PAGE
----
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    Quote Originally Posted by Edster View Post
    The toolchanger worked fine on my GX, but it wasn't servo driven with okuma's absolute encoders. The okuma toolchangers are very easy to recover. The GX toolchanger was a pita to recover, but as long as you don't hit reset or estop during toolchanger operation you should be fine. It's hard to tell when the toolchanger actually stops on this machine so occasionally guys would think it was stopped when it was actually still staging the next tool.
    I have got into the habit of just pressing SINGLE BLOCK while a mill is in toolchange mode. My Siemens equipped Hardinge mills recover the T/C process with a single button, so it's not an issue, just saves a few seconds. But this is carousel too. I wonder if that makes a big difference?


    ---------------------

    Think Snow Eh!
    Ox

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    I got a toolchanger out of sequence with the air compressor failed. On Fanuc machine, on Okuma Howa mill, I read the instructions 10 times and couldnt make it work right. Until I was told that when they say press button A then button B they actually mean to press and hold button A and B at the same time. That one issue caused me several hours of hair pulling. It does have a servo toolchanger, and I will bet the system is similar to the one Hardinge uses. Please let us know what you decide David.

    Charles

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    Our Hardinge isn't a GX (2006 VMC1000p3), but if you hit the E-stop mid tool change, you have to manually slide the carousel back to it's start position, which takes a bit more effort than it should (involves crowbars and standing on the table...). I think it's a logic-chain to software issue. It won't move the carousel unless the first sensor/switch is engaged.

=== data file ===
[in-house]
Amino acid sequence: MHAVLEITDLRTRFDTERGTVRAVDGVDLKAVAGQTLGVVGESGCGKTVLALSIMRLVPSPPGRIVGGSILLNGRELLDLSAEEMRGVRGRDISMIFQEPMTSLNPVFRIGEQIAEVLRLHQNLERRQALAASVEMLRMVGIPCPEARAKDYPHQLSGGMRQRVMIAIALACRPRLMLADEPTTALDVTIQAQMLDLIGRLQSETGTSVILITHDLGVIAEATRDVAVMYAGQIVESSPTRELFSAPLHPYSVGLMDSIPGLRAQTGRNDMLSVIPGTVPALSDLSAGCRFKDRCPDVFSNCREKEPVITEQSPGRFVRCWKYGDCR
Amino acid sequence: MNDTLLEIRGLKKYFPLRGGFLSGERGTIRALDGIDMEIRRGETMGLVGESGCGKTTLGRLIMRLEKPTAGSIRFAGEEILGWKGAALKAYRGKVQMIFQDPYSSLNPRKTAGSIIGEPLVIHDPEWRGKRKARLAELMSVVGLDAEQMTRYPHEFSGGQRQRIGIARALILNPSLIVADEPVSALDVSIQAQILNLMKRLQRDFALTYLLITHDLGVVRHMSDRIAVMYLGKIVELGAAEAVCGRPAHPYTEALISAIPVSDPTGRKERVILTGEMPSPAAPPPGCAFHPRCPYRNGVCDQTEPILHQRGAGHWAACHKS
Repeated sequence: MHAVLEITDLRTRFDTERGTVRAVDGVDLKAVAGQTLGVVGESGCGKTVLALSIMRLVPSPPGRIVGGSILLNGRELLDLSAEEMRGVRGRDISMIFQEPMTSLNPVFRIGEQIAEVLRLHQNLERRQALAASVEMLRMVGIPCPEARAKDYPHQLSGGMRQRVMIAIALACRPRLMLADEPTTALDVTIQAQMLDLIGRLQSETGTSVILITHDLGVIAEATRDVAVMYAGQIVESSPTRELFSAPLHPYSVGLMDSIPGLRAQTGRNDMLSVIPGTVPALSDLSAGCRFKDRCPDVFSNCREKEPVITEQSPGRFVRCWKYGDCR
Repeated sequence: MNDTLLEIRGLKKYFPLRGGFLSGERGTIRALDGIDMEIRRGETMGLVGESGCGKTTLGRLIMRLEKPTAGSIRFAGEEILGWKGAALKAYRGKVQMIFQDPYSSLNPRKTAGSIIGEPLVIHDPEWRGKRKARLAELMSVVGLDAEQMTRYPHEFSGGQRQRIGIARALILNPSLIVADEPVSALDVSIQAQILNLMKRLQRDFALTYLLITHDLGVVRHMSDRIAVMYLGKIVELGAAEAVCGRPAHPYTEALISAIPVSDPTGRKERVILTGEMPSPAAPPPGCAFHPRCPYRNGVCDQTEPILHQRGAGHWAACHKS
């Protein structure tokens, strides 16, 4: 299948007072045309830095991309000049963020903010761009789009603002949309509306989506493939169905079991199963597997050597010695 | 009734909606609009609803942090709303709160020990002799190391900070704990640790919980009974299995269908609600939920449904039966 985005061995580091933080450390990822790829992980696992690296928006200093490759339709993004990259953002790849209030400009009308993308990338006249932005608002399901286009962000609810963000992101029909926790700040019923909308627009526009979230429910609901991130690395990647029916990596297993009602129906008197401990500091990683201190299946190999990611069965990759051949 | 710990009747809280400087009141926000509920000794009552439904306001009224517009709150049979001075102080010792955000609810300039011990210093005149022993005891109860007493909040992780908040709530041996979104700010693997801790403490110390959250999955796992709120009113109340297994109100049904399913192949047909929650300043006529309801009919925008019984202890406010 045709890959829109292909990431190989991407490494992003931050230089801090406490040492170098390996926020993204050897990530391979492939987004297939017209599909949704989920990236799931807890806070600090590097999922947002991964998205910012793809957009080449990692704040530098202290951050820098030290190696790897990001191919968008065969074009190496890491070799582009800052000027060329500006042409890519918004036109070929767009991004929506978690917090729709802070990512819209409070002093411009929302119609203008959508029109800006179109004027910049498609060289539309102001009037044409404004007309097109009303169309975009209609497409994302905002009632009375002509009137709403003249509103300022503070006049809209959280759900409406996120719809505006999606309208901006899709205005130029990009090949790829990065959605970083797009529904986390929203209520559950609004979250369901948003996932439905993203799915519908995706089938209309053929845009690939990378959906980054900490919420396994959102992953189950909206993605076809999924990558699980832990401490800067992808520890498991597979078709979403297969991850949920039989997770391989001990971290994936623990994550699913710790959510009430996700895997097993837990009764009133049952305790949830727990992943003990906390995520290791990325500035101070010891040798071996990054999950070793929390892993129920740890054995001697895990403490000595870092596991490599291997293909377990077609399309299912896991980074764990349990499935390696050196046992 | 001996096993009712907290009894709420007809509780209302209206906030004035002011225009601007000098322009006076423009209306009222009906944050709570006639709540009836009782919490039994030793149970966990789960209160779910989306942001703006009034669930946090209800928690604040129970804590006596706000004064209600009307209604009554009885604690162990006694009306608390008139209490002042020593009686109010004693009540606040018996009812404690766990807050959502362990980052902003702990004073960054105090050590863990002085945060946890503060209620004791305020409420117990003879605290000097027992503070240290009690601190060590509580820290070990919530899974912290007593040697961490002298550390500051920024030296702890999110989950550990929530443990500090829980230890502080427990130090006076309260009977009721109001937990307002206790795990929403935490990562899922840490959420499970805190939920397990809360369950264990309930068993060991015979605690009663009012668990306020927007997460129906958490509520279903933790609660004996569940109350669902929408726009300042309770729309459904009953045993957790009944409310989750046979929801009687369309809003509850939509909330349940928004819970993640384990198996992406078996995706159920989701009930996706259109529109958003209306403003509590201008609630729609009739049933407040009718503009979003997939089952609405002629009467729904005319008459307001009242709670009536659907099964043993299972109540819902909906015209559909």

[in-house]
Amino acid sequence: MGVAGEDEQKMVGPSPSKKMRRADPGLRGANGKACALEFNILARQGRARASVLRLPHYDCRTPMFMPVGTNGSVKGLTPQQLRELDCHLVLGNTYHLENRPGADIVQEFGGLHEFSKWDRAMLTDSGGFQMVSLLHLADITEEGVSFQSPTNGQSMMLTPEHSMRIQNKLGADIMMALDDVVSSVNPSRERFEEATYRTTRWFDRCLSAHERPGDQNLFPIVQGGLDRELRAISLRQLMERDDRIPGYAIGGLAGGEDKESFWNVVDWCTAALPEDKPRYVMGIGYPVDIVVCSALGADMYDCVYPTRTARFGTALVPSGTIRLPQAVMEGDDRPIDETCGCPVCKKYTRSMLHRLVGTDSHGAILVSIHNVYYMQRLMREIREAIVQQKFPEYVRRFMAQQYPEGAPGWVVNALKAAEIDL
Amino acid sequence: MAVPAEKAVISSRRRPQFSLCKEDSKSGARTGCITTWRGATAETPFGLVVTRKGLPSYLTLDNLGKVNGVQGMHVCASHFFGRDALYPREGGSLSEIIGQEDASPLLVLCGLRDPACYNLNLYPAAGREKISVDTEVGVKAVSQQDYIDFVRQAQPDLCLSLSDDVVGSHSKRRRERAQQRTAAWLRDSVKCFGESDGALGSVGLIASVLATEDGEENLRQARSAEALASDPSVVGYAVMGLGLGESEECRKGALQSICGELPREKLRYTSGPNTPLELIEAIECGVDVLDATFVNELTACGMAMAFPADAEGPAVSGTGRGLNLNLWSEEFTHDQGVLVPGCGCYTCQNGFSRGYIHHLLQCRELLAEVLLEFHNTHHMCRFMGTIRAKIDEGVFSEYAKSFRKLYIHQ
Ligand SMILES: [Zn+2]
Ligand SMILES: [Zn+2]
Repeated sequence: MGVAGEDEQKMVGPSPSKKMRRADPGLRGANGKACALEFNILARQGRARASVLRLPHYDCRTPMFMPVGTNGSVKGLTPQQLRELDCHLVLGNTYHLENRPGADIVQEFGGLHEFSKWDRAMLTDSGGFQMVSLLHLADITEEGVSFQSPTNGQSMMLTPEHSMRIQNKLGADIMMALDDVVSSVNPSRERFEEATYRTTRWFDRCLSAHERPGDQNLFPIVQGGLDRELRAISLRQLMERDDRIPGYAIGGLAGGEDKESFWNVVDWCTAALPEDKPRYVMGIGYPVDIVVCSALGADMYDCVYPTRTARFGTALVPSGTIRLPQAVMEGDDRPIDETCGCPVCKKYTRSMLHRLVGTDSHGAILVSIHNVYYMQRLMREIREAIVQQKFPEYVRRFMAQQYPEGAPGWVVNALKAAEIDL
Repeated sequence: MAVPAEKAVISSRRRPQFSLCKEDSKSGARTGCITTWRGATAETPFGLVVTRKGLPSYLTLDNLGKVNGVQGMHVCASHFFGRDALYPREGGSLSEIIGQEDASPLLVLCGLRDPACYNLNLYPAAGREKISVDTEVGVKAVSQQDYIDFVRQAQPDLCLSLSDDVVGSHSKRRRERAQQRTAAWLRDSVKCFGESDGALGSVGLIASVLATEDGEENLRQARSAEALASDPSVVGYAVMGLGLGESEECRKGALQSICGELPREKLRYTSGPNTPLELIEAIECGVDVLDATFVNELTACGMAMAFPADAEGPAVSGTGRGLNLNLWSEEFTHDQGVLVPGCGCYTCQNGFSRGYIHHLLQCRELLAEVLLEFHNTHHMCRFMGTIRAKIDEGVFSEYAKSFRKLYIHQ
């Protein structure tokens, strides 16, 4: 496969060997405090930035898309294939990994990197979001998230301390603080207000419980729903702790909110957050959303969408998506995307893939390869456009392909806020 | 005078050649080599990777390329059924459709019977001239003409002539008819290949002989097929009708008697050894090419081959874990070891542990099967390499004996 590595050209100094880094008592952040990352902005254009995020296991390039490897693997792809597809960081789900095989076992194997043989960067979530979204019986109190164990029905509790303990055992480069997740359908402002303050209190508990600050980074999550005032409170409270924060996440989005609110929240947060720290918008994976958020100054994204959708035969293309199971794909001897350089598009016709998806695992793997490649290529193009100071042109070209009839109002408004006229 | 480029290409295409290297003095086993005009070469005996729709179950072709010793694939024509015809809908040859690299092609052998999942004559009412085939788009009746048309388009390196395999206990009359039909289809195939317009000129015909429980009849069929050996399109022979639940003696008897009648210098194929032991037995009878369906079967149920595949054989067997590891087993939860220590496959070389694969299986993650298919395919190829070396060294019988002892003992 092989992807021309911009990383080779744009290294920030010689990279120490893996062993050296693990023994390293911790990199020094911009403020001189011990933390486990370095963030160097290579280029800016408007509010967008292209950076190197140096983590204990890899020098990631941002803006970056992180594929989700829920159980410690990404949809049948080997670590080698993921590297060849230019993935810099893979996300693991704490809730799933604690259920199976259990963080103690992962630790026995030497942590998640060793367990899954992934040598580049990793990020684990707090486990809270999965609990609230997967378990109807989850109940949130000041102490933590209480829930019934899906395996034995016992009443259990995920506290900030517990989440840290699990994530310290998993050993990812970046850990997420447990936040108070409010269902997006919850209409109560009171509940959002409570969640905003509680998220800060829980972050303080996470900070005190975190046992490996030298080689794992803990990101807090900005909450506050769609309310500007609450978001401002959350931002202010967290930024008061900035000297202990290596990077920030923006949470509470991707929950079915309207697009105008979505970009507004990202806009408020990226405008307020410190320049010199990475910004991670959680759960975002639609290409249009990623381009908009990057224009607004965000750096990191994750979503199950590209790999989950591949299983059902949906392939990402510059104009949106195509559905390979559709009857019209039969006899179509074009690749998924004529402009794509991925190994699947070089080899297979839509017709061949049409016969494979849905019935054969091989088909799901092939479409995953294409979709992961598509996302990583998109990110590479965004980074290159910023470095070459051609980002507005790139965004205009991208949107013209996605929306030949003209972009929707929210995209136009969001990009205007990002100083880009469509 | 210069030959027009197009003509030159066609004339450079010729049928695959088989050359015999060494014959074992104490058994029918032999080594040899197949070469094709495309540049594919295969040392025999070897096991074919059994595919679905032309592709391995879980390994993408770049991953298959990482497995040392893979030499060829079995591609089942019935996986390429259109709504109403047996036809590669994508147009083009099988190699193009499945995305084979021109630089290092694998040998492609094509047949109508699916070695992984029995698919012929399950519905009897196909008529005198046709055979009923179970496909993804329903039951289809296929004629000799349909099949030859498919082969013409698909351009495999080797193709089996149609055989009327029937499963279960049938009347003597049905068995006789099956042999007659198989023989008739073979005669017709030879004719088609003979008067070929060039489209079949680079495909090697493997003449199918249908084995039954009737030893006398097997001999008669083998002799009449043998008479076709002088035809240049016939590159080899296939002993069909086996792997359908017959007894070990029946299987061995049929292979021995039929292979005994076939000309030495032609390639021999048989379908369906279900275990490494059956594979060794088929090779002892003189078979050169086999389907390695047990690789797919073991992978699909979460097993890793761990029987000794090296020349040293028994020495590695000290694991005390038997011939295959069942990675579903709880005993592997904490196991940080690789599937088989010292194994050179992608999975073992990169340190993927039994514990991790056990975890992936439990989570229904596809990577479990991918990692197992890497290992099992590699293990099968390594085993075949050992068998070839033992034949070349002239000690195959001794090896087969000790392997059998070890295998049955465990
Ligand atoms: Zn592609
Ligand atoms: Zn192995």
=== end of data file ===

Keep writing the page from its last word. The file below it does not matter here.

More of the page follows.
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    I have a GX710 with a side mount TC. It's lost TC position (gets confused on pocket number) a few times when the TC has stopped mid cycle. Recovery mode is a bit irritating as it involves pressing the coolant on/off button- about half the time this actually does turn on the coolant, usually when you don't want coolant all over everything.

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    I have a GX480. 2012 with Fanuc control, and the painfully slow carosell type toolchanger.
    Was warned by the tech at install time to never hit e-stop or open door in middle of a tool change. Though i did once have a power cut mid tool change operation which was totally random. Got away with manually 'massaging' the tool carosell back into the home position, thus avoiding having to go through the whole 10-page booklet on recovery process saga. I have a copy if you need it. May have had another glitch at one point due to low air pressure, but can't remember that far back. Has been a good machine otherwise, but does consume alot more air than i was initially expecting, just for constant spindle purge/cooling whenever it is turned on, even when not machining.